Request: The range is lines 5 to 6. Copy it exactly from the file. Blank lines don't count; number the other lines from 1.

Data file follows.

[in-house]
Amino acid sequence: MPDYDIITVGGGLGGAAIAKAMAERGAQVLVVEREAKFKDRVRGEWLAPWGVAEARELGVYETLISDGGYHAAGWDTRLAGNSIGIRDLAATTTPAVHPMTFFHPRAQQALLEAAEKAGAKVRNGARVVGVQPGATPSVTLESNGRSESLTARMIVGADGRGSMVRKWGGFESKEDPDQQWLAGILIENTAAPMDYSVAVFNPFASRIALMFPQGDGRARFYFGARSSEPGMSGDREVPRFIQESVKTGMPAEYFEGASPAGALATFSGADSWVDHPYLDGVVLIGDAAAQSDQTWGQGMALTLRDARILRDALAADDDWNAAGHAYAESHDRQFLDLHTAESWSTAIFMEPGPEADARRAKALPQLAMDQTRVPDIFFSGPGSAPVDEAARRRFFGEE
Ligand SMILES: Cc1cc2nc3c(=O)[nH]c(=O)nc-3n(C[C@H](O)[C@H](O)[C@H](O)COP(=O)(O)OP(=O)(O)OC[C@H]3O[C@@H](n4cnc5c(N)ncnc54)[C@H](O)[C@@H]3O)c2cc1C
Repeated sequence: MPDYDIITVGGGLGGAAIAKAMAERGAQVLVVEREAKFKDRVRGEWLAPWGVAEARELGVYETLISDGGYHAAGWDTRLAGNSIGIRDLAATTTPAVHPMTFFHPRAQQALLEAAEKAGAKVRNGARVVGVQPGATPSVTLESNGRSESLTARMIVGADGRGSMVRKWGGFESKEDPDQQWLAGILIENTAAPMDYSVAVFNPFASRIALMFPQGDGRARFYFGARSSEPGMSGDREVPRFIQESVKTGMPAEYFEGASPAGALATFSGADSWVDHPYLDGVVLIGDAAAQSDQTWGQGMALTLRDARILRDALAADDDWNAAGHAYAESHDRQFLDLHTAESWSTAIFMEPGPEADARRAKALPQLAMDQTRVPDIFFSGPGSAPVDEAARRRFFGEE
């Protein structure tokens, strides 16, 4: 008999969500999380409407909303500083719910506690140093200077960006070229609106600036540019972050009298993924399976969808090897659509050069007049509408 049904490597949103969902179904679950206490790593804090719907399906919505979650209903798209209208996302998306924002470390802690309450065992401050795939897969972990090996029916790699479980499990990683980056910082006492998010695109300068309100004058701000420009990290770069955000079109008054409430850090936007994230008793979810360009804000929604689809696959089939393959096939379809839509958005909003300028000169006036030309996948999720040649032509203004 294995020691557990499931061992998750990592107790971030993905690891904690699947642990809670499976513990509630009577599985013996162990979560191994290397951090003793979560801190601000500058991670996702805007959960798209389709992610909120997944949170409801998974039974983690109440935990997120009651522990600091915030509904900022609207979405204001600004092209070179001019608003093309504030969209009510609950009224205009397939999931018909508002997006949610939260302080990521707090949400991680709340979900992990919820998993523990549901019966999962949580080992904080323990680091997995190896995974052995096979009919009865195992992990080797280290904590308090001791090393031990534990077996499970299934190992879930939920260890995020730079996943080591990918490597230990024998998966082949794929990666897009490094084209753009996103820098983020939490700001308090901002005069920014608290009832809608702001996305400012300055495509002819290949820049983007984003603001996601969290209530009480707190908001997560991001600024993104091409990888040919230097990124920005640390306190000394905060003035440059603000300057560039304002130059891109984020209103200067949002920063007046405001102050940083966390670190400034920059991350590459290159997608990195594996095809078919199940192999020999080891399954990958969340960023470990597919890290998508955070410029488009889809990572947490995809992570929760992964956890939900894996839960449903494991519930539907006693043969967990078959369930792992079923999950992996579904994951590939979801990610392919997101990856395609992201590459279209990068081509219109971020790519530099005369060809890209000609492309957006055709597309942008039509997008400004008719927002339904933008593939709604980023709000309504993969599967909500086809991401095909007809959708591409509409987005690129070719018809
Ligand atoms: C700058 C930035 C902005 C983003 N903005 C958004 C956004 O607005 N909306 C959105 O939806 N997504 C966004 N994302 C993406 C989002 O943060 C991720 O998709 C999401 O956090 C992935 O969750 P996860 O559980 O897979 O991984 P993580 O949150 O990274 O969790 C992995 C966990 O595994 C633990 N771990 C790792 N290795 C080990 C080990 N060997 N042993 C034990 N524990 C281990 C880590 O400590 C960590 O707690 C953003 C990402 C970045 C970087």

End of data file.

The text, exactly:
């Protein structure tokens, strides 16, 4: 008999969500999380409407909303500083719910506690140093200077960006070229609106600036540019972050009298993924399976969808090897659509050069007049509408 049904490597949103969902179904679950206490790593804090719907399906919505979650209903798209209208996302998306924002470390802690309450065992401050795939897969972990090996029916790699479980499990990683980056910082006492998010695109300068309100004058701000420009990290770069955000079109008054409430850090936007994230008793979810360009804000929604689809696959089939393959096939379809839509958005909003300028000169006036030309996948999720040649032509203004 294995020691557990499931061992998750990592107790971030993905690891904690699947642990809670499976513990509630009577599985013996162990979560191994290397951090003793979560801190601000500058991670996702805007959960798209389709992610909120997944949170409801998974039974983690109440935990997120009651522990600091915030509904900022609207979405204001600004092209070179001019608003093309504030969209009510609950009224205009397939999931018909508002997006949610939260302080990521707090949400991680709340979900992990919820998993523990549901019966999962949580080992904080323990680091997995190896995974052995096979009919009865195992992990080797280290904590308090001791090393031990534990077996499970299934190992879930939920260890995020730079996943080591990918490597230990024998998966082949794929990666897009490094084209753009996103820098983020939490700001308090901002005069920014608290009832809608702001996305400012300055495509002819290949820049983007984003603001996601969290209530009480707190908001997560991001600024993104091409990888040919230097990124920005640390306190000394905060003035440059603000300057560039304002130059891109984020209103200067949002920063007046405001102050940083966390670190400034920059991350590459290159997608990195594996095809078919199940192999020999080891399954990958969340960023470990597919890290998508955070410029488009889809990572947490995809992570929760992964956890939900894996839960449903494991519930539907006693043969967990078959369930792992079923999950992996579904994951590939979801990610392919997101990856395609992201590459279209990068081509219109971020790519530099005369060809890209000609492309957006055709597309942008039509997008400004008719927002339904933008593939709604980023709000309504993969599967909500086809991401095909007809959708591409509409987005690129070719018809
Ligand atoms: C700058 C930035 C902005 C983003 N903005 C958004 C956004 O607005 N909306 C959105 O939806 N997504 C966004 N994302 C993406 C989002 O943060 C991720 O998709 C999401 O956090 C992935 O969750 P996860 O559980 O897979 O991984 P993580 O949150 O990274 O969790 C992995 C966990 O595994 C633990 N771990 C790792 N290795 C080990 C080990 N060997 N042993 C034990 N524990 C281990 C880590 O400590 C960590 O707690 C953003 C990402 C970045 C970087």